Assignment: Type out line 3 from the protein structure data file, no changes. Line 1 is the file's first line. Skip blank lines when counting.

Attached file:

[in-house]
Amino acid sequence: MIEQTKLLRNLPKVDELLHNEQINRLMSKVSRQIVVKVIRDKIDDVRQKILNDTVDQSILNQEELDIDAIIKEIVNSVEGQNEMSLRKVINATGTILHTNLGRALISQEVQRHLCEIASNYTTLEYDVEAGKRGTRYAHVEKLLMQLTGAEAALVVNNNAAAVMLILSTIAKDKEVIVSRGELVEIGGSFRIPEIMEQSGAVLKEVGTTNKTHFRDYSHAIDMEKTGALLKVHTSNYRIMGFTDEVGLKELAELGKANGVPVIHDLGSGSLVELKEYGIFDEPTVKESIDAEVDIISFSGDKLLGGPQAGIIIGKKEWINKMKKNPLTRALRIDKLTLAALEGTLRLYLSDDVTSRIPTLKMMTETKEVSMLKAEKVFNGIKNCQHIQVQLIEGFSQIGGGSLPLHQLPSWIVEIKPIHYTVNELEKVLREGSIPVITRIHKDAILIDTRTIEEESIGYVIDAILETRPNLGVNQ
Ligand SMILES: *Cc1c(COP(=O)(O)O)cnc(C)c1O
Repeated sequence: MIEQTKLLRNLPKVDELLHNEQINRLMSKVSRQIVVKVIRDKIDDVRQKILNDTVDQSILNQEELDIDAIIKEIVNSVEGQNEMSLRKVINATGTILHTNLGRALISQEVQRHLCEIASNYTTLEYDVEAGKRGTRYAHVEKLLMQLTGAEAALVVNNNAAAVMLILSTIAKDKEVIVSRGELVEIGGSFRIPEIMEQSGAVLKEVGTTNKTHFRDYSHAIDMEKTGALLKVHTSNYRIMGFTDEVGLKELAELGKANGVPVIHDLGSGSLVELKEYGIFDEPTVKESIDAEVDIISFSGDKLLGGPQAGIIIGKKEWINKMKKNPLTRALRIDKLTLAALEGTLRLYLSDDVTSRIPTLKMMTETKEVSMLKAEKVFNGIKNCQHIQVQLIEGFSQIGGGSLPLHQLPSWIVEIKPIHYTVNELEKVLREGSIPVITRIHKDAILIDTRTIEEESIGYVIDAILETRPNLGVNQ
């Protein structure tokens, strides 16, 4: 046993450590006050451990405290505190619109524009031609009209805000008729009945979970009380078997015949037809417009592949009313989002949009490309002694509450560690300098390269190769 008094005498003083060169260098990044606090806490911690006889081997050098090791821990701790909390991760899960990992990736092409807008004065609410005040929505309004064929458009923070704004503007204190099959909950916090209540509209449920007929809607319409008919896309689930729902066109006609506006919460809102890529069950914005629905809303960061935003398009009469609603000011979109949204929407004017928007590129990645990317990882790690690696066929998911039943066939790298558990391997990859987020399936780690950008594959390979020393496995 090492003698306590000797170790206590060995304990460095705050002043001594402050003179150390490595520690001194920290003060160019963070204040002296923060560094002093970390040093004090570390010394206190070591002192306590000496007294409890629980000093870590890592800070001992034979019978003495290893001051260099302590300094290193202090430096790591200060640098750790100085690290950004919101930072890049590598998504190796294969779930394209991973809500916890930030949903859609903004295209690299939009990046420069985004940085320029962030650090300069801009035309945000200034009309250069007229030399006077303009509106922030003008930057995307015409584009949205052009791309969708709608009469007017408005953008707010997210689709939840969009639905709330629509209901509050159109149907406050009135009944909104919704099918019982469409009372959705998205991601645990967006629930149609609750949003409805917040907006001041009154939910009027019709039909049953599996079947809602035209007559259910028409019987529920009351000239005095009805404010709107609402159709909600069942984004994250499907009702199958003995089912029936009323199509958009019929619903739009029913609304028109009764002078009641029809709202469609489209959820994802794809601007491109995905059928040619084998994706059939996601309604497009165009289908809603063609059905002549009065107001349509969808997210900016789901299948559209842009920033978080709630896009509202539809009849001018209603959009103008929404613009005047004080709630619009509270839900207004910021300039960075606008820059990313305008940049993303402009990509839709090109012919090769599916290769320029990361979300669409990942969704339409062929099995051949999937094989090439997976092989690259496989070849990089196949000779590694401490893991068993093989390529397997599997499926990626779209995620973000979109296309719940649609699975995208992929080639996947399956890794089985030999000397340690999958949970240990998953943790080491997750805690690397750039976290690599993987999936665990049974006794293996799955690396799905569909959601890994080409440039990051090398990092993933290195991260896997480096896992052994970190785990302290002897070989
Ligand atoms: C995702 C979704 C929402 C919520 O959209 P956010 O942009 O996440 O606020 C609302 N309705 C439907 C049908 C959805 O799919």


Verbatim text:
Ligand SMILES: *Cc1c(COP(=O)(O)O)cnc(C)c1O